Army to recruit next generation of cyber workers through new career field

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wfedstaff | April 17, 2015 7:51 pm

The ad-hoc nature of how the Army develops, trains and sustains cybersecurity workers is ending. Over the next year or two, the Army will give cyber workers their own career field, preliminarily known as Career Field 17.

Ronald Pontius, the deputy to the commander of Army Cyber Command, said the professional cyber-trained forces in the Army will be about 5,000 to 6,000 soldiers strong.

“We are working on that now and more will emerge over the next few months. A lot of times these things take many years, but there is very strong leadership support to make this happen in the next year or two,” he said after a recent panel discussion sponsored by AFCEA D.C. “It’s being worked out of the Cyber Center of Excellence in Fort Gordon, Georgia. That’s a recent standup. The signal center of excellence that also has electronic warfare has been refashioned to be the Cyber Center of Excellence.”

Pontius said a professional cyber career field is the next evolution of a decision made two years ago by then-Defense Secretary Leon Panetta for the services to have cyber mission forces.

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“There are people being recruited and trained right now,” he said. “Each of the military services will do it in their own way. The Army is looking to train and sustain the really very high speed cyber operators from a range of defensive and offensive capabilities. It takes a lot of training and emphasis and they really need to be managed very carefully, and that’s what the Army is thinking.”

Courtesy of the Army

The Navy and Air Force have been out in front over the last few years. The Navy created its Information Dominance Corps and the Air Force created career paths for both officers and enlisted personnel, specifically intended to let cyber experts stay in the field throughout their military careers.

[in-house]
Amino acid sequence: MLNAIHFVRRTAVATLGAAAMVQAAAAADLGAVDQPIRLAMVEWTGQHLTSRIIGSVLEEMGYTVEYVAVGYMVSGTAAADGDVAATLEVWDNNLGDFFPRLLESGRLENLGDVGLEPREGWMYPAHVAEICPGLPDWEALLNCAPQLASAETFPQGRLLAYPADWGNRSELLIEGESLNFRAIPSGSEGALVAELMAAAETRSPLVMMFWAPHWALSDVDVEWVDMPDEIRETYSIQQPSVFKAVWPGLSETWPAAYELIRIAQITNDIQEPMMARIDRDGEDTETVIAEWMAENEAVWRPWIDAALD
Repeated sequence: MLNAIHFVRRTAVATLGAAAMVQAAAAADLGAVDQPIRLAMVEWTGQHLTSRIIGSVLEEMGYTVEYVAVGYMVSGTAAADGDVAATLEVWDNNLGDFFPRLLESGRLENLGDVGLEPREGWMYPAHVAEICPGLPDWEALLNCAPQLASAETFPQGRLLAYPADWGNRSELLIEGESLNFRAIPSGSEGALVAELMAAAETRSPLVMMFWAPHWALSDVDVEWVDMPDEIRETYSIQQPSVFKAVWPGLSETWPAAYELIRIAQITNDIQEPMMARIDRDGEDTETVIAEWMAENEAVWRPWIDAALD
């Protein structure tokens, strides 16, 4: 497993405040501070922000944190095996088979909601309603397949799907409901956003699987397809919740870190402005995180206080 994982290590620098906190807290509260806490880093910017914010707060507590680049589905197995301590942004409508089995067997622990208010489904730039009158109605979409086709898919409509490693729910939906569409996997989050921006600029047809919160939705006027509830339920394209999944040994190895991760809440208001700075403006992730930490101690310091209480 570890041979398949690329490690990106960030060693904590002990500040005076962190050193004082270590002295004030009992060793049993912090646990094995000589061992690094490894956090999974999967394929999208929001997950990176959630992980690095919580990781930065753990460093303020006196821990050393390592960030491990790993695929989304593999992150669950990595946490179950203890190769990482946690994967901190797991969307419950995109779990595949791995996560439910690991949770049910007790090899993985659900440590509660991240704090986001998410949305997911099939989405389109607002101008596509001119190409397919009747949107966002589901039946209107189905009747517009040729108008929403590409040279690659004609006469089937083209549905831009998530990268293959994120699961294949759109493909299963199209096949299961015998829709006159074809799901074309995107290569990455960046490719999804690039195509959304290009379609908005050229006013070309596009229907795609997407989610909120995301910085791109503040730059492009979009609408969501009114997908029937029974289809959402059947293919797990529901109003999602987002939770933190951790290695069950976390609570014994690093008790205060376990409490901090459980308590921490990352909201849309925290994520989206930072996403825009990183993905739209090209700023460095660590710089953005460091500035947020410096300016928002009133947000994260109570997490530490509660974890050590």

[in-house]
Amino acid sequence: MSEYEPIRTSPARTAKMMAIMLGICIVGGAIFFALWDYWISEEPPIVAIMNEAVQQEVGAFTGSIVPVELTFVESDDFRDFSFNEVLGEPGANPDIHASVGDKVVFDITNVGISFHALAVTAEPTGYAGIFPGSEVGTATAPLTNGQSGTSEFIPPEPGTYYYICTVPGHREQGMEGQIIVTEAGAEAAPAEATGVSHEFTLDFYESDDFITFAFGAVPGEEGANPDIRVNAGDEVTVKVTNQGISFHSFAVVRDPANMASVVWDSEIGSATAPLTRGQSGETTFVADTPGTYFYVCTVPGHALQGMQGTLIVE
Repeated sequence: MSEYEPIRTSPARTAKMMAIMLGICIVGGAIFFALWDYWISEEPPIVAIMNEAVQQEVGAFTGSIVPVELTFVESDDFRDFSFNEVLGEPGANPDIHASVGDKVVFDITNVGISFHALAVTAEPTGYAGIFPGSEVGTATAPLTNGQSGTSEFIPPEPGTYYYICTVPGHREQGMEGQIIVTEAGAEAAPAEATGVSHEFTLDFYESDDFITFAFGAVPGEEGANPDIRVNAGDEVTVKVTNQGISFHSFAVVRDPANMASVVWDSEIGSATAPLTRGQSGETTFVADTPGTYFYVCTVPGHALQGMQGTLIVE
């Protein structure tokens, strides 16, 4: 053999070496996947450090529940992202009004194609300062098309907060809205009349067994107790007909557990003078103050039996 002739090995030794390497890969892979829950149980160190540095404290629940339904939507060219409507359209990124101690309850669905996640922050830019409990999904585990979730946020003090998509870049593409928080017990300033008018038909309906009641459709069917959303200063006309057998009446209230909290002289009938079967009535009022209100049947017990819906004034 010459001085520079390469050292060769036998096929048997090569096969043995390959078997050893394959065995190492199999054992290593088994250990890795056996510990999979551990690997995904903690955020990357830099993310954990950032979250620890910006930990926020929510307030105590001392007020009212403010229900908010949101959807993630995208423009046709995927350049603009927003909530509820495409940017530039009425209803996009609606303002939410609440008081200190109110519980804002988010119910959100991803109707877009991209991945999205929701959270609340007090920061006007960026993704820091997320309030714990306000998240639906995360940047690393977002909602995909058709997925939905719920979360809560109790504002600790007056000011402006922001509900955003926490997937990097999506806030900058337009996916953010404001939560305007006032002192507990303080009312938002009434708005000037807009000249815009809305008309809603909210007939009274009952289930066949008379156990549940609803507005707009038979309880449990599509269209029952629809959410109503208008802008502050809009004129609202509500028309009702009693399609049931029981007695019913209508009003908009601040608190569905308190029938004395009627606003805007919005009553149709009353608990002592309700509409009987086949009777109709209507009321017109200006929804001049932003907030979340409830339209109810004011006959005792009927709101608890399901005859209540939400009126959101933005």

Pontius said he expects the Army’s new cyber career field to be a combination of new military occupational specialties (MOS) as well as soldiers coming over from the signals and military intelligence career fields.

“Moving forward, your cyber mission forces will have the core cyber guys, but will also have signal guys who really understand the network, and military intelligence guys who can bring intelligence support to it. So it will be a combined arms,” he said. “Initially, in manning the cyber mission forces, it’s drawing heavily on signals and military intelligence.”

Pontius said this new career field is the Army’s contribution to the larger U.S. Cyber Command and joint capability.

Along with a career field, the Army is considering developing cybersecurity acquisition expertise. Pontius said no decision has been made yet, but they are assessing what the best approach would be to address short- and long-term cyber acquisition needs.

“Particularly, what we do with Army Cyber Command is standing up as the operational sponsor and working hand-in-hand with the acquisition community,” he said. “The acquisition community really has the lead to figure that out. We, as the operational sponsor, need to say, ‘Here are our requirements,’ and work with them in a partnership way.”

Need for dedicated workforce growing

The Army’s need for a dedicated cyber workforce will increase as it moves more and more to Joint Regional Security Stacks (JRSS). In fact, the Army and Air Force reached initial operating capability for its first JRSS in the continental United States on Sept. 14 at Joint Base San Antonio.

Formerly known as Fort Sam Houston and Lackland Air Force Base, those neighboring Army and Air Force installations now are managed administratively as one joint base. Now, the security of their IT networks are too.

Pontius said the impact of the JRSS is hard to quantify yet, but he knows there will be network and cyber improvements.

“We can move away from this proliferation of all the individual security stacks and firewalls. That not only will give us greater effectiveness, but we will be able to really know what’s going on in our networks,” he said. “We are trying to do this as quickly as possible, but also in a way to learn. We are doing the Joint Base San Antonio first and then trying to learn from that as we are positioning the others to say how should we really employ this. The concept of operations and management pieces, all those are things we have to really think through because we are moving to a joint construct and what does that mean.”

Pontius said he expects the JRSS to give them better situational awareness and the ability to defend the networks more effectively.

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